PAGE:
John Lamb column: And your name is?
While the holidays are a time for good will and cheer, it can also be a season filled with anxiety and stress for some. Long-gone friends, family and former co-workers pop up during this time of the year and it can be hard keeping all the names s...
While the holidays are a time for good will and cheer, it can also be a season filled with anxiety and stress for some.
Long-gone friends, family and former co-workers pop up during this time of the year and it can be hard keeping all the names straight.
The personal files on many of these people have long since been purged from your memory and recovery of basic information can be a painstakingly awkward experience.
Two years ago I received a card from a family standing in front of an airplane. I didn't recognize anyone in the picture, but still replied, saying how uplifting it must be to have overcome the family's collective fear of flying. I would've asked if I could catch a ride some time, but that seemed a little weird.
Recently at a concert in Minneapolis, I ran into an acquaintance. It should've been a pleasant reunion, but it quickly became obvious neither one of us remembered the other's name.
After an uncomfortably long pause, it was clear names were not being connected to faces. I took the initiative by stating where I presumed we had previously met.
"Yup, we don't have many shows like this back home," I said, then leaned in and stressed, "back in ... Fargo, North Dakota."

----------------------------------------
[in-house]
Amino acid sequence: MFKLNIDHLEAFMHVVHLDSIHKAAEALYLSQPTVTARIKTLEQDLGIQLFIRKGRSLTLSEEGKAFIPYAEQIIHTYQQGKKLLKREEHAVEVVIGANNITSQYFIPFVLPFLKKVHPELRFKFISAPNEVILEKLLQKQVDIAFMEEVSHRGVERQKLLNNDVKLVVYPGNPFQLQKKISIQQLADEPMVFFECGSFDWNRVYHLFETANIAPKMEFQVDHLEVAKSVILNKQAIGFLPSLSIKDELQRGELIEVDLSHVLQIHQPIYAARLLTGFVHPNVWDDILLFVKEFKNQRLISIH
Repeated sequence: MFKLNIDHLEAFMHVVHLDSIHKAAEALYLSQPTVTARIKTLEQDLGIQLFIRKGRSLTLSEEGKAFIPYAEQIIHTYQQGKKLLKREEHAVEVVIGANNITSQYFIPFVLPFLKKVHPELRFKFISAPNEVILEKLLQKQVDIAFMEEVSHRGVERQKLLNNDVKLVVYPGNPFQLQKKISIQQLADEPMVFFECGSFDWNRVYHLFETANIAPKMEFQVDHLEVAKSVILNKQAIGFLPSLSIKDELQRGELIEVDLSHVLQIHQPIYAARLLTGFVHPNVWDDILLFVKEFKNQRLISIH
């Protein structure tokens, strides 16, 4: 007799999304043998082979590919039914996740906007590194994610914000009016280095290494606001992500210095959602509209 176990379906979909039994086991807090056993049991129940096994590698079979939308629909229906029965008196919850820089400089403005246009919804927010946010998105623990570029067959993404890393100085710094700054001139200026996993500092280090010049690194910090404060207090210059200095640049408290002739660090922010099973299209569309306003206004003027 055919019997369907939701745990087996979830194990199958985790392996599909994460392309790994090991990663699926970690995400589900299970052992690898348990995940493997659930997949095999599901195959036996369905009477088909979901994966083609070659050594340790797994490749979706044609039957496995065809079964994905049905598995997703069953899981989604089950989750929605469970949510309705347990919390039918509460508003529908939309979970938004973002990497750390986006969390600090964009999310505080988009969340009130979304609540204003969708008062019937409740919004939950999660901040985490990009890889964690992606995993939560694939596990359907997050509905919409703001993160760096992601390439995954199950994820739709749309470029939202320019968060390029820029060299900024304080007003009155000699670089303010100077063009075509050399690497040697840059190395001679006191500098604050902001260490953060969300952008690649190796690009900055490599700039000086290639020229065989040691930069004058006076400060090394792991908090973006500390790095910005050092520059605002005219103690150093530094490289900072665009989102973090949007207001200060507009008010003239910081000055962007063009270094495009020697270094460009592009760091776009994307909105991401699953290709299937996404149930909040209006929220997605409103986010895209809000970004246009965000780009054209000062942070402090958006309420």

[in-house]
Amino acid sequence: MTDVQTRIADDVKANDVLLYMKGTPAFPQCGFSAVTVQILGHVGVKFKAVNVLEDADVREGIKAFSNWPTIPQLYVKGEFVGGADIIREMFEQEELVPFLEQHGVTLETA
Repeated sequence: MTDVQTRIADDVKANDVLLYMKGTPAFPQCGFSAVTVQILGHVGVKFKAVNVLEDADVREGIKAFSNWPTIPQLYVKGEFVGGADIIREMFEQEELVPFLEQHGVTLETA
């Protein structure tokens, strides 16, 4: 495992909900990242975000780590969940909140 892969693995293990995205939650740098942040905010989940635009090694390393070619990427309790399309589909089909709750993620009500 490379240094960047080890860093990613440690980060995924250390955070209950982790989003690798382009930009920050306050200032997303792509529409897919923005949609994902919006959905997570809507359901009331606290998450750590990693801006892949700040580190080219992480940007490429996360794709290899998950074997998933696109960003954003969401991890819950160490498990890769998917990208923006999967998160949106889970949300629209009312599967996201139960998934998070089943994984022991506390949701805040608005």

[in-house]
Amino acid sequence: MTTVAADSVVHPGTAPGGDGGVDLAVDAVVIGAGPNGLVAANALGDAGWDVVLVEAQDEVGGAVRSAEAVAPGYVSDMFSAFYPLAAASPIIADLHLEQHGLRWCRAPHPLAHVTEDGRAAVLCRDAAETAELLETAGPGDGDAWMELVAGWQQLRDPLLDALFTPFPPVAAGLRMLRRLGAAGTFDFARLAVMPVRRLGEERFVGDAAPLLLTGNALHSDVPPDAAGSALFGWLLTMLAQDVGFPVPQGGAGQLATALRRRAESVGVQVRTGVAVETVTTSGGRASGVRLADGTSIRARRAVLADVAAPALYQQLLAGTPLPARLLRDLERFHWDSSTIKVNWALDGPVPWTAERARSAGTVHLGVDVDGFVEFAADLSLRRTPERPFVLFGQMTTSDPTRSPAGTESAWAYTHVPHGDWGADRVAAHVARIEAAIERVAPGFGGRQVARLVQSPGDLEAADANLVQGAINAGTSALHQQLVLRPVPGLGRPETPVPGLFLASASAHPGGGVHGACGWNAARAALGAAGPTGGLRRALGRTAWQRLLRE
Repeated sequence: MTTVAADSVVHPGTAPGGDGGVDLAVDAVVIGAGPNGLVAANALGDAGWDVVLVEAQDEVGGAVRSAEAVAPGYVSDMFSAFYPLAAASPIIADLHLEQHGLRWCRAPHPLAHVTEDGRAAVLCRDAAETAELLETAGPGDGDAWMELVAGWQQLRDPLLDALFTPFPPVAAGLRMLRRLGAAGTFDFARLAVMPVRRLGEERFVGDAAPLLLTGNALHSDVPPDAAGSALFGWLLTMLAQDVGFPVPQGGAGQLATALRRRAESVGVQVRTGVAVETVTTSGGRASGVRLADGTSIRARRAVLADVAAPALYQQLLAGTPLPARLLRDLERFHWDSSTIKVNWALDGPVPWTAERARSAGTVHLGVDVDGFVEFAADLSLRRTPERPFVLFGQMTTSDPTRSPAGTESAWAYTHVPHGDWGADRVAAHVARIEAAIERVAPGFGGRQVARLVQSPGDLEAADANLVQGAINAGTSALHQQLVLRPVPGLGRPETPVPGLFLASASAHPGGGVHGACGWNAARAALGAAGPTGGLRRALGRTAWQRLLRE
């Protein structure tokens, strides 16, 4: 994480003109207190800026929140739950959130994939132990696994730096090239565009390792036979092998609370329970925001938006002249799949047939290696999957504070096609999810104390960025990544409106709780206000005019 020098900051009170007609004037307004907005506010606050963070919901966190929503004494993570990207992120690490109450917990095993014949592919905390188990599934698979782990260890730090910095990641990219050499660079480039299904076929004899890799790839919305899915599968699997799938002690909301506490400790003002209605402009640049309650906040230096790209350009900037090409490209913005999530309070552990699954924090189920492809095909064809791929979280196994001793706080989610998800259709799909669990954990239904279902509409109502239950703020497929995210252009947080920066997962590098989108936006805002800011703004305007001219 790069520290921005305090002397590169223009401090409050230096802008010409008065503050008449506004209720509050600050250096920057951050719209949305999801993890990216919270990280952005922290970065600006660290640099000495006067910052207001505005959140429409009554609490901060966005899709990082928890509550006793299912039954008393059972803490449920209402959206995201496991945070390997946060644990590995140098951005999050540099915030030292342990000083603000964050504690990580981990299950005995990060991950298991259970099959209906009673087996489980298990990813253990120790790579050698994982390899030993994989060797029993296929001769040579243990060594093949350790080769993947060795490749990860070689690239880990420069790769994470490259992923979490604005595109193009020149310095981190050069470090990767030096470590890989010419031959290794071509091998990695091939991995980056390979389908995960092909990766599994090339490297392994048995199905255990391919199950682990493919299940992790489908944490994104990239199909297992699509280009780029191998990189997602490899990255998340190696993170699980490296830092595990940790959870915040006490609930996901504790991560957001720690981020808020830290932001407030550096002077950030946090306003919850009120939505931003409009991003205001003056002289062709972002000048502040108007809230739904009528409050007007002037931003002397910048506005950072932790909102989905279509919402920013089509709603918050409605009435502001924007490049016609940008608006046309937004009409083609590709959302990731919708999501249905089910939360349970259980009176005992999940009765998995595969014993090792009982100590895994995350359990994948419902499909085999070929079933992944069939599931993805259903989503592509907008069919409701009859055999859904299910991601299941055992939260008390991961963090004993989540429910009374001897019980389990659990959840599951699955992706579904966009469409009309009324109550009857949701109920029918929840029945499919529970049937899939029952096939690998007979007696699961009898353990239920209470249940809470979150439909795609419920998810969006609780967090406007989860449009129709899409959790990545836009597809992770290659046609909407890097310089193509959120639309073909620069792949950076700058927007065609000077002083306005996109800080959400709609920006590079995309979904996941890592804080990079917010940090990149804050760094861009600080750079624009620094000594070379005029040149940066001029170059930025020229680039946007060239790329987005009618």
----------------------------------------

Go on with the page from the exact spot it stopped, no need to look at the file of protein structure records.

(I've since learned there are so many F-M expatriates in the Twin Cities that "Don't I know you from Fargo?" has become a handy pick-up line in certain circles. Sadly, it does nothing here.)
He caught the hometown reference and nodded slowly. Taking another step, I took a shot at what I thought might be a mutual friend and asked if he had seen Anna around.
He looked at me blankly as if he had never heard of the name I was hoping could put things in context. I took one last desperate stab at remembering his name. In retrospect I should've just asked, "Didn't we use to tease you about your name?" or "I'm a little short on cash, can you write me a check for $20?"
Instead I asked if he didn't get his name tattooed on his body and could I see it.
Freaked out and thoroughly confused, he announced plans to return to his drink. As he walked away, he turned around.
"I'm really sorry, but I can't remember your name," he said.
When I told him he nodded slowly as the pieces fit together. He started walking away again, then turned back and asked, "Do you know my name?"
I nodded vigorously, as if to say, "Who could forget a name as distinctive and commanding as yours?"
He asked, "What is it?"
A million names went through my mind, but unfortunately the one that jumped out of my mouth was... "Kermit?"
Which wasn't an entirely bad guess. I quickly discovered that his name was Scott and that he knew a Kermit, but by this time he was in no mood to swap yarns about Kermit, Anna, himself or anyone else, and instead hurriedly walked away.
Humiliated and embarrassed about not recognizing him, I called after him, "Well, I'll just catch you later then, Scott. Or did you say your name was Todd?"
Readers can reach Forum reporter John Lamb at (701) 241-5533